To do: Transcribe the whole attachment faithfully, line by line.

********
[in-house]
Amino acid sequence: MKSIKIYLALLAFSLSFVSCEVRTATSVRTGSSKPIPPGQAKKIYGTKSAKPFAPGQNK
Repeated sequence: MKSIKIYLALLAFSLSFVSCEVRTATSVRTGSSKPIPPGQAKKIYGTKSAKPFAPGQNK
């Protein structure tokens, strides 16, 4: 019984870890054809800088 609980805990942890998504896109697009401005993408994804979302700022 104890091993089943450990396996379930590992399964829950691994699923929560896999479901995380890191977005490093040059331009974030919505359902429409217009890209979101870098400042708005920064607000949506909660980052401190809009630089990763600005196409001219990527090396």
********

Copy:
[in-house]
Amino acid sequence: MKSIKIYLALLAFSLSFVSCEVRTATSVRTGSSKPIPPGQAKKIYGTKSAKPFAPGQNK
Repeated sequence: MKSIKIYLALLAFSLSFVSCEVRTATSVRTGSSKPIPPGQAKKIYGTKSAKPFAPGQNK
């Protein structure tokens, strides 16, 4: 019984870890054809800088 609980805990942890998504896109697009401005993408994804979302700022 104890091993089943450990396996379930590992399964829950691994699923929560896999479901995380890191977005490093040059331009974030919505359902429409217009890209979101870098400042708005920064607000949506909660980052401190809009630089990763600005196409001219990527090396």